FlappyBird

Mike Begonis
Dalton James
December 8, 2014

Overview

Our project was to re-create a mobile app called 'Flappy Bird'. The user plays as a bird that flies through a world while avoiding oncoming pipes. The user's performance will gain them points based on how long they survive. We also developed an AI that could learn how to play through the game.

Screenshot

Concepts Demonstrated

  • Object Orientation was used to hold and handle all information for items in the environment.
  • Mapping and list searching was used in the reinforcement learning.

External Technology and Libraries

For our project the following libraries were used

  • 2hdtp/image was used to render images to the world
  • lang/posn was used to handle positioning of images and items in the world
  • 2hdtp/universe was used to create the world itself and handled user input. The clock ticks from the world were used to handle physics.

Favorite Lines of Code

Each partner should identify a favorite line of code, Scheme expression, or entire procedure written by himself / herself in the entire project, and explain what it does. E.g.:

  • Mike Begonis:
                [(eq? message 'accelerate)
                   (lambda (self)
                     (if (ask self 'jumping?)
                         (cond [(< velocity min-velocity)
                                (set! JUMPING #f)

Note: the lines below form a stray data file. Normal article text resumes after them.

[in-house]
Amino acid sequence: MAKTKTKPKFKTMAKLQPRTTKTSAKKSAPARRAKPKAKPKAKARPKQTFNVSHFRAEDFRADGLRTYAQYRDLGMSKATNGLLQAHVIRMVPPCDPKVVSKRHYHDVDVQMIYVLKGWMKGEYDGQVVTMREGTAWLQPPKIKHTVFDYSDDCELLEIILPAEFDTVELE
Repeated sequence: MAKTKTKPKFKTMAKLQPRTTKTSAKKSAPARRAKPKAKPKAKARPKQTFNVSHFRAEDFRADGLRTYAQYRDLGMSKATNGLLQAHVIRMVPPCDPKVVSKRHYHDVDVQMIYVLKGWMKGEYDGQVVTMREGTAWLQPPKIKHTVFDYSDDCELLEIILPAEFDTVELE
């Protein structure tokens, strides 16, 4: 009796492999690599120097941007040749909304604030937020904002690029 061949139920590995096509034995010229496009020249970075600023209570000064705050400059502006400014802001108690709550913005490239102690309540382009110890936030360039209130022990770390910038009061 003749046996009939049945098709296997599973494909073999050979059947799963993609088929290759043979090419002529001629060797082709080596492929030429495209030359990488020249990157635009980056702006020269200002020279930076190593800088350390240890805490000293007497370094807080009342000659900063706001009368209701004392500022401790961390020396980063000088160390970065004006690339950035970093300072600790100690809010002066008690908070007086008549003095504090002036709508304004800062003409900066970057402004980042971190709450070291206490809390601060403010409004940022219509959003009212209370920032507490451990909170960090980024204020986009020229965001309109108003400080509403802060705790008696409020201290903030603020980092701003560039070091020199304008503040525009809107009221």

(ask self 'set-velocity min-velocity)
                                velocity]
                               [else (ask self 'inc-velocity (* -1 jump-accel))])
                         (cond [(> velocity max-velocity)
                                (ask self 'set-velocity max-velocity)]
                               [else (ask self 'inc-velocity fall-accel)])))]
    

This code handles the acceleration of the bird during every tick of the world's internal clock. During every tick the bird will accelerate towards the ground, unless in the case that the bird is jumping, where the bird will then abruptly change direction and temporarily accelerate upwards before falling again.

  • Dalton James:
    
    (define (action-bottom y-diff)
      (set! curr-state y-diff)
      (cond 
        ((eq? (ask BIRD 'dead?) #t) 
         (set! bottom-states (map (lambda (x)
                                    (if (and (>= (car x) (- curr-state 10))
                                             (<= (car x) (+ curr-state 10)))
                                        (cons (car x) -100)
                                        x)) 
                                  bottom-states))
         (restart-world))
        (else
         (cond 
           ((= (find-state curr-state bottom-states) -100)
            (ask BIRD 'jump)
            )))))
    

This block of code learns from the previous actions of the bird. It uses a range for the curr-state to emulate a feature based reinforcement learning approach.

Technology Used Block Diagram

Create a simple block diagram of your software system that illustrates the major technical components and how they interact. Indicate which partner did which part of the work by putting an individual's initials inside the component(s) for which that person was primarily responsible. E.g.: